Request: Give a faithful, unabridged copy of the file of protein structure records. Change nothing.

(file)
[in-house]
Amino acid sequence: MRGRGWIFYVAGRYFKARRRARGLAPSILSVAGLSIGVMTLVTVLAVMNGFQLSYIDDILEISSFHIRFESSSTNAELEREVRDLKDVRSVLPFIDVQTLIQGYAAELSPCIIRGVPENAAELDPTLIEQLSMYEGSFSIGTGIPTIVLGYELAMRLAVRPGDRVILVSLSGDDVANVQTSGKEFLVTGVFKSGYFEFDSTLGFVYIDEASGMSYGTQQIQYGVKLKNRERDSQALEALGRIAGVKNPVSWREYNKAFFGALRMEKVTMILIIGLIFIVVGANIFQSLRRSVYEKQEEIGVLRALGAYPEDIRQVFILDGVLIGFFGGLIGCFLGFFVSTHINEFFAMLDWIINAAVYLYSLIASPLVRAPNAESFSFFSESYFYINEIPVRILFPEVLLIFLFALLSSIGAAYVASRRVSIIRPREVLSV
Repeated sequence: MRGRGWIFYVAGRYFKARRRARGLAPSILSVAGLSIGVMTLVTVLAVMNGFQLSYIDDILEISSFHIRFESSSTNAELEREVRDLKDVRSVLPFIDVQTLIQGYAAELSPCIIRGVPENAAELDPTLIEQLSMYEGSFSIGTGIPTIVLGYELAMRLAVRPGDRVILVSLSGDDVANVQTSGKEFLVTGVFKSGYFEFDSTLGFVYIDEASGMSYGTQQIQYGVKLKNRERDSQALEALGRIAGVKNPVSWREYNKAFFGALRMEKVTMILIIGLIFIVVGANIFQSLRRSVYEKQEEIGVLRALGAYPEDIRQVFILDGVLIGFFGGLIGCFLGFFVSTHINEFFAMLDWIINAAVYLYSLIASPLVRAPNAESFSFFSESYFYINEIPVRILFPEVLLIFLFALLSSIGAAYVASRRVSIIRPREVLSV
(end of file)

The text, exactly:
[in-house]
Amino acid sequence: MRGRGWIFYVAGRYFKARRRARGLAPSILSVAGLSIGVMTLVTVLAVMNGFQLSYIDDILEISSFHIRFESSSTNAELEREVRDLKDVRSVLPFIDVQTLIQGYAAELSPCIIRGVPENAAELDPTLIEQLSMYEGSFSIGTGIPTIVLGYELAMRLAVRPGDRVILVSLSGDDVANVQTSGKEFLVTGVFKSGYFEFDSTLGFVYIDEASGMSYGTQQIQYGVKLKNRERDSQALEALGRIAGVKNPVSWREYNKAFFGALRMEKVTMILIIGLIFIVVGANIFQSLRRSVYEKQEEIGVLRALGAYPEDIRQVFILDGVLIGFFGGLIGCFLGFFVSTHINEFFAMLDWIINAAVYLYSLIASPLVRAPNAESFSFFSESYFYINEIPVRILFPEVLLIFLFALLSSIGAAYVASRRVSIIRPREVLSV
Repeated sequence: MRGRGWIFYVAGRYFKARRRARGLAPSILSVAGLSIGVMTLVTVLAVMNGFQLSYIDDILEISSFHIRFESSSTNAELEREVRDLKDVRSVLPFIDVQTLIQGYAAELSPCIIRGVPENAAELDPTLIEQLSMYEGSFSIGTGIPTIVLGYELAMRLAVRPGDRVILVSLSGDDVANVQTSGKEFLVTGVFKSGYFEFDSTLGFVYIDEASGMSYGTQQIQYGVKLKNRERDSQALEALGRIAGVKNPVSWREYNKAFFGALRMEKVTMILIIGLIFIVVGANIFQSLRRSVYEKQEEIGVLRALGAYPEDIRQVFILDGVLIGFFGGLIGCFLGFFVSTHINEFFAMLDWIINAAVYLYSLIASPLVRAPNAESFSFFSESYFYINEIPVRILFPEVLLIFLFALLSSIGAAYVASRRVSIIRPREVLSV